StateoftheCounty_Photo- Vanessa Philbert, Ray D’Agostino, Sarah Lesser, Christine Sable, Tom Blefko, Matt Brennan and Scott Fiore respond to questions during The Lancaster Chamber’s State of the County event on March 24th. PHOTO/IOANNIS PASHAKIS

Workforce issues and the region’s tight real estate market led the conversation at The Lancaster Chamber’s annual State of the County event on Thursday. 

Area businesses leaders filled Lancaster’s Fulton Theater to hear the latest in staffing, finance, real estate and diversity, equity and inclusion from area experts. Thursday marked the event’s return to the Fulton after the pandemic forced it online for 2021. 

Chamber President and CEO, Tom Baldrige, welcomed the event’s attendees and announced the chamber’s new three-year strategic plan.  

Baldrige is set to retire from his role in July. The strategic plan will act as guidance for his successor, who will be hired to follow through with the strategy. 

The plan includes five strategic priorities including: public policy, workforce, business solutions, diversity, equity and inclusion and chamber excellence.  

Workforce has been the number one issue for the chamber’s membership, said Baldrige, who added that the chamber is currently putting together a study on the county’s workforce system and working with colleges and hosting mentorship programs to tackle the problem. 

Scott Fiore, president of TriStarr Staffing in Lancaster and one of seven guest speakers at the event, told employers to meet potential hires where they are and realize that for many smaller employers, it’s going to take effort to compete with larger companies utilizing AI to find staff.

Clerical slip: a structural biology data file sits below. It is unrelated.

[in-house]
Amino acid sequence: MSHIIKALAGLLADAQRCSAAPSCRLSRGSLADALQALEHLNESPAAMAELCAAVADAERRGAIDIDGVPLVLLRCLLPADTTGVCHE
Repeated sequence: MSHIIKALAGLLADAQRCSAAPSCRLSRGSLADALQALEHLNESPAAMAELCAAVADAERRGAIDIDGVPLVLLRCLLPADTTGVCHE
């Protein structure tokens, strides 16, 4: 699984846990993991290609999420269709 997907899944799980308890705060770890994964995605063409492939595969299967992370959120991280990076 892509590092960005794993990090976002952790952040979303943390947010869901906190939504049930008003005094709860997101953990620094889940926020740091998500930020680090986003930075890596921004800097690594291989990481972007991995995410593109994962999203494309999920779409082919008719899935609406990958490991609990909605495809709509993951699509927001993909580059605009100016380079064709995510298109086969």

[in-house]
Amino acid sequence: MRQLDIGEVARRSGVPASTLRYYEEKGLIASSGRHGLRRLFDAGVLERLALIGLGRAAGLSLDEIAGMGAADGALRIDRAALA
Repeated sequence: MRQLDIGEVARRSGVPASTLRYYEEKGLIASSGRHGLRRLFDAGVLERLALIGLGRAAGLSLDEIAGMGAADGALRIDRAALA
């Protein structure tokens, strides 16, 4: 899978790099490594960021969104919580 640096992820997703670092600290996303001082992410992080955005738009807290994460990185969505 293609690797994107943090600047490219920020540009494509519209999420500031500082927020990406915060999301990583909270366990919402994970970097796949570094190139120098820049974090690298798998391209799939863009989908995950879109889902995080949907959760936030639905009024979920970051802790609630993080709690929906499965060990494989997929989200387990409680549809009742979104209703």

“You need to think about jobs ads as ads. You don’t want to think in the days of screening people out through your job ad. You want to bring in as many people as possible,” said Fiore, adding that employers need to challenge how they think about hiring. “If your job ad says you need five years of experience, challenge that.” 

Fiore asked the audience how they could offer more flexibility to employees. 

“Remote work is here to stay. If someone worked well during COVID. Why would you make them come back?” he asked. “Can you have someone work an hour or two in the morning and then come into the office for a little while? The more flexibility you have the better.” 

Business strategies will need to evolve to keep up with changing audiences, said Sarah Lesser, market president at Truist. 

Lesser said that the banking company employs three tactics to address its key stakeholders. For customers that means pursuing more opportunities to work with women and BIPOC owned businesses, working to increase capital to those communities. 

On the staffing end, Lesser said that Truist is looking to increase diversity within its hiring pool through mentorship and sponsorship.  

Across stakeholders, the company is looking at how it can address funding differently and is tracking and measuring how it can address racial inequities, said Lesser. 

Real Estate 

There continues to be a lack of rental and housing stock in the residential real estate market, but there are also a number of misconceptions when it comes to housing in Lancaster County, said Tom Blefko, director of operations at Berkshire Hathaway.